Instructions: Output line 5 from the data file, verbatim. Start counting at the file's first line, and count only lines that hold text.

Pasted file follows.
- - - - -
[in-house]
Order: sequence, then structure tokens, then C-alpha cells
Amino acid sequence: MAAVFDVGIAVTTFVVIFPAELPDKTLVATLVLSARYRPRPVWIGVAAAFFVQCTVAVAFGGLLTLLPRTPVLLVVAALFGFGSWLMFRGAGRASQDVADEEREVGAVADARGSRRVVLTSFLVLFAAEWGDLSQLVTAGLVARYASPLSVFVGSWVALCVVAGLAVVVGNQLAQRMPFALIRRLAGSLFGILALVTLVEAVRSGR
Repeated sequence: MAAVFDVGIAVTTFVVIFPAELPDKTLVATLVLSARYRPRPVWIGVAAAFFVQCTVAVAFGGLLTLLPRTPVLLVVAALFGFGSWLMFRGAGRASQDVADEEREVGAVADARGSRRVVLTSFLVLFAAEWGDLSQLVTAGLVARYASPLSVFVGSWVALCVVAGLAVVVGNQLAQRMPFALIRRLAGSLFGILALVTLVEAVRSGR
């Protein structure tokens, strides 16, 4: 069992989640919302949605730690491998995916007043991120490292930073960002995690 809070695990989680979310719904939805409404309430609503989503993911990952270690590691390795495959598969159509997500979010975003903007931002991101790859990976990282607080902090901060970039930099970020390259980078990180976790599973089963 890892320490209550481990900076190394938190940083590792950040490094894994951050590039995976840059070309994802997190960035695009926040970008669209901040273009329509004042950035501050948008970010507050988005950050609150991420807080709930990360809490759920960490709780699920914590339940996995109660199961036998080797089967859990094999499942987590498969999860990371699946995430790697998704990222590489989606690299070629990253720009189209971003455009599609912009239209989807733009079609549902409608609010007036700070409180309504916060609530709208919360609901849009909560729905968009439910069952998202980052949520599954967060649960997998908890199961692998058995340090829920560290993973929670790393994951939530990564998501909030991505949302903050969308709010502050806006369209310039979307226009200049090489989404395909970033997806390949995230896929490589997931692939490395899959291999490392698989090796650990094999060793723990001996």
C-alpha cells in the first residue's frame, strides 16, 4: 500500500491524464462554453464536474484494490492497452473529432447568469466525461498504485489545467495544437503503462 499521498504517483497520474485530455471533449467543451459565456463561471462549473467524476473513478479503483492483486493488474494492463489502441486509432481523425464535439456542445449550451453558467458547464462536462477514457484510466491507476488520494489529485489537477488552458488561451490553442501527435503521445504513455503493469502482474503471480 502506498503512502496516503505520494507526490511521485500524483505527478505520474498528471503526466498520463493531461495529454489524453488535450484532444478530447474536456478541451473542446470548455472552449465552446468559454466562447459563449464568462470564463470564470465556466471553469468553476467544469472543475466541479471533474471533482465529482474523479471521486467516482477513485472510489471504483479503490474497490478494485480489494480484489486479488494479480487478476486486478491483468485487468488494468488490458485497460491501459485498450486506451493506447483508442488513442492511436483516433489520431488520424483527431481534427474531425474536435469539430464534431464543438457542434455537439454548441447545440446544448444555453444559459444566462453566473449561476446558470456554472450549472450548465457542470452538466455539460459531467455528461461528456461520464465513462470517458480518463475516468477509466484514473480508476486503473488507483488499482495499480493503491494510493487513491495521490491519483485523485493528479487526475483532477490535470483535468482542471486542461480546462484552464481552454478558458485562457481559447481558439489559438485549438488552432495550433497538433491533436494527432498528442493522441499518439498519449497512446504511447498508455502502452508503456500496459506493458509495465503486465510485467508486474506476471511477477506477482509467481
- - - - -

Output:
């Protein structure tokens, strides 16, 4: 069992989640919302949605730690491998995916007043991120490292930073960002995690 809070695990989680979310719904939805409404309430609503989503993911990952270690590691390795495959598969159509997500979010975003903007931002991101790859990976990282607080902090901060970039930099970020390259980078990180976790599973089963 890892320490209550481990900076190394938190940083590792950040490094894994951050590039995976840059070309994802997190960035695009926040970008669209901040273009329509004042950035501050948008970010507050988005950050609150991420807080709930990360809490759920960490709780699920914590339940996995109660199961036998080797089967859990094999499942987590498969999860990371699946995430790697998704990222590489989606690299070629990253720009189209971003455009599609912009239209989807733009079609549902409608609010007036700070409180309504916060609530709208919360609901849009909560729905968009439910069952998202980052949520599954967060649960997998908890199961692998058995340090829920560290993973929670790393994951939530990564998501909030991505949302903050969308709010502050806006369209310039979307226009200049090489989404395909970033997806390949995230896929490589997931692939490395899959291999490392698989090796650990094999060793723990001996």